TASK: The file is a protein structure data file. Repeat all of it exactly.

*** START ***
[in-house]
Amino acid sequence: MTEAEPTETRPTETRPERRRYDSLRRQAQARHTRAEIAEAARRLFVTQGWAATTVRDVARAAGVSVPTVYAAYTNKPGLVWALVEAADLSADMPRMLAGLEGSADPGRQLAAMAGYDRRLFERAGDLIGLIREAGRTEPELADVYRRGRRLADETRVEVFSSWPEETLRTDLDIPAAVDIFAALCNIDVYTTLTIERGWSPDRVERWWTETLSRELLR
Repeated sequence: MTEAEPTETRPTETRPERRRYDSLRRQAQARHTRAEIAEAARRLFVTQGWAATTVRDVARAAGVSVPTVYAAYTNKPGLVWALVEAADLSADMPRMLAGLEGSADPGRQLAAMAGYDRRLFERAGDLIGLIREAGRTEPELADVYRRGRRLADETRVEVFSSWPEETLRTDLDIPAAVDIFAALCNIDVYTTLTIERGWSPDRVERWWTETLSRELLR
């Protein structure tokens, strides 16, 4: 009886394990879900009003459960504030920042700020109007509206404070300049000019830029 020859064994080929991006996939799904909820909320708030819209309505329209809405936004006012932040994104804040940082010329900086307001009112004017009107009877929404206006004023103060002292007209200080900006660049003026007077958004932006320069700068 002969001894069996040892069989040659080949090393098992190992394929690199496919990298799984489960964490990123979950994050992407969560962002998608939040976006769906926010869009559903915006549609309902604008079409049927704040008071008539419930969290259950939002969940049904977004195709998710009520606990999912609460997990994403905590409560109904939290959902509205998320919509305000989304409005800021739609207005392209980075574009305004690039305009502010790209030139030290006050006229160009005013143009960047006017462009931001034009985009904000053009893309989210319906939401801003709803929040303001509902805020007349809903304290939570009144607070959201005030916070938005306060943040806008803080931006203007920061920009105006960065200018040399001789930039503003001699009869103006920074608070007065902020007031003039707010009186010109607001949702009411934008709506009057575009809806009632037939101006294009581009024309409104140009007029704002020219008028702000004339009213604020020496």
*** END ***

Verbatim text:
[in-house]
Amino acid sequence: MTEAEPTETRPTETRPERRRYDSLRRQAQARHTRAEIAEAARRLFVTQGWAATTVRDVARAAGVSVPTVYAAYTNKPGLVWALVEAADLSADMPRMLAGLEGSADPGRQLAAMAGYDRRLFERAGDLIGLIREAGRTEPELADVYRRGRRLADETRVEVFSSWPEETLRTDLDIPAAVDIFAALCNIDVYTTLTIERGWSPDRVERWWTETLSRELLR
Repeated sequence: MTEAEPTETRPTETRPERRRYDSLRRQAQARHTRAEIAEAARRLFVTQGWAATTVRDVARAAGVSVPTVYAAYTNKPGLVWALVEAADLSADMPRMLAGLEGSADPGRQLAAMAGYDRRLFERAGDLIGLIREAGRTEPELADVYRRGRRLADETRVEVFSSWPEETLRTDLDIPAAVDIFAALCNIDVYTTLTIERGWSPDRVERWWTETLSRELLR
């Protein structure tokens, strides 16, 4: 009886394990879900009003459960504030920042700020109007509206404070300049000019830029 020859064994080929991006996939799904909820909320708030819209309505329209809405936004006012932040994104804040940082010329900086307001009112004017009107009877929404206006004023103060002292007209200080900006660049003026007077958004932006320069700068 002969001894069996040892069989040659080949090393098992190992394929690199496919990298799984489960964490990123979950994050992407969560962002998608939040976006769906926010869009559903915006549609309902604008079409049927704040008071008539419930969290259950939002969940049904977004195709998710009520606990999912609460997990994403905590409560109904939290959902509205998320919509305000989304409005800021739609207005392209980075574009305004690039305009502010790209030139030290006050006229160009005013143009960047006017462009931001034009985009904000053009893309989210319906939401801003709803929040303001509902805020007349809903304290939570009144607070959201005030916070938005306060943040806008803080931006203007920061920009105006960065200018040399001789930039503003001699009869103006920074608070007065902020007031003039707010009186010109607001949702009411934008709506009057575009809806009632037939101006294009581009024309409104140009007029704002020219008028702000004339009213604020020496």